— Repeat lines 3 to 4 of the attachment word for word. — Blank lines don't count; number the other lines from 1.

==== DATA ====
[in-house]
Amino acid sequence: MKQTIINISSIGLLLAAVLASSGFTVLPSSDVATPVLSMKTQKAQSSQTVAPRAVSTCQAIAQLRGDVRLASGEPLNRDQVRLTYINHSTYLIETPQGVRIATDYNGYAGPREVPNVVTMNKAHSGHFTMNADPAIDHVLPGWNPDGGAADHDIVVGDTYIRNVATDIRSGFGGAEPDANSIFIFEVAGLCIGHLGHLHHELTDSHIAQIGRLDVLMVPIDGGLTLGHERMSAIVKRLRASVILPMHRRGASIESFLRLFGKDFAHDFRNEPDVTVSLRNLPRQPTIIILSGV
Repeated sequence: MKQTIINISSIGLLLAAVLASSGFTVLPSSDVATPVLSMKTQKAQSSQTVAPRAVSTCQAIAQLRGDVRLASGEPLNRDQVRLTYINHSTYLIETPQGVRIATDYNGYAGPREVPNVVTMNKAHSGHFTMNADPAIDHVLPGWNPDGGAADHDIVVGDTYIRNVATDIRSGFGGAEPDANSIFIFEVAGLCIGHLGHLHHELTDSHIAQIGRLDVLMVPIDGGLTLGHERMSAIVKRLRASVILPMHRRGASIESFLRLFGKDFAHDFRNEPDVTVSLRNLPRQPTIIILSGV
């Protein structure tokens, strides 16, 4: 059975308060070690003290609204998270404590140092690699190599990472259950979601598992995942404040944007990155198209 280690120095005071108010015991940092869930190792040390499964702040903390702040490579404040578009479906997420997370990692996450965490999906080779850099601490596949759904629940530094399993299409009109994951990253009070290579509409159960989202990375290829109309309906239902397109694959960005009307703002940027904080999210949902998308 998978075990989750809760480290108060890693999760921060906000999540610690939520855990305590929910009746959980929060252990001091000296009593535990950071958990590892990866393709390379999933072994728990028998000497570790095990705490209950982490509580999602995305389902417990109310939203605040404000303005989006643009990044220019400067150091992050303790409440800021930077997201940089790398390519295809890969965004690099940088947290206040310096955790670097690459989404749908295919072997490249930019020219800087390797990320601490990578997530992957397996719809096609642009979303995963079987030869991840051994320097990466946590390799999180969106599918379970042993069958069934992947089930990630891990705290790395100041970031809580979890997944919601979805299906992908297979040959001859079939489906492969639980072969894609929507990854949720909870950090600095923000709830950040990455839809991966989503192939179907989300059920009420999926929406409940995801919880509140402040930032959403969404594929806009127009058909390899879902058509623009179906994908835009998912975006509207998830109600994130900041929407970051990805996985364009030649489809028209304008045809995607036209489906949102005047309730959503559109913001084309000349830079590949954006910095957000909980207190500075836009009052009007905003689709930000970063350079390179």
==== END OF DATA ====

Repeated sequence: MKQTIINISSIGLLLAAVLASSGFTVLPSSDVATPVLSMKTQKAQSSQTVAPRAVSTCQAIAQLRGDVRLASGEPLNRDQVRLTYINHSTYLIETPQGVRIATDYNGYAGPREVPNVVTMNKAHSGHFTMNADPAIDHVLPGWNPDGGAADHDIVVGDTYIRNVATDIRSGFGGAEPDANSIFIFEVAGLCIGHLGHLHHELTDSHIAQIGRLDVLMVPIDGGLTLGHERMSAIVKRLRASVILPMHRRGASIESFLRLFGKDFAHDFRNEPDVTVSLRNLPRQPTIIILSGV
């Protein structure tokens, strides 16, 4: 059975308060070690003290609204998270404590140092690699190599990472259950979601598992995942404040944007990155198209 280690120095005071108010015991940092869930190792040390499964702040903390702040490579404040578009479906997420997370990692996450965490999906080779850099601490596949759904629940530094399993299409009109994951990253009070290579509409159960989202990375290829109309309906239902397109694959960005009307703002940027904080999210949902998308 998978075990989750809760480290108060890693999760921060906000999540610690939520855990305590929910009746959980929060252990001091000296009593535990950071958990590892990866393709390379999933072994728990028998000497570790095990705490209950982490509580999602995305389902417990109310939203605040404000303005989006643009990044220019400067150091992050303790409440800021930077997201940089790398390519295809890969965004690099940088947290206040310096955790670097690459989404749908295919072997490249930019020219800087390797990320601490990578997530992957397996719809096609642009979303995963079987030869991840051994320097990466946590390799999180969106599918379970042993069958069934992947089930990630891990705290790395100041970031809580979890997944919601979805299906992908297979040959001859079939489906492969639980072969894609929507990854949720909870950090600095923000709830950040990455839809991966989503192939179907989300059920009420999926929406409940995801919880509140402040930032959403969404594929806009127009058909390899879902058509623009179906994908835009998912975006509207998830109600994130900041929407970051990805996985364009030649489809028209304008045809995607036209489906949102005047309730959503559109913001084309000349830079590949954006910095957000909980207190500075836009009052009007905003689709930000970063350079390179």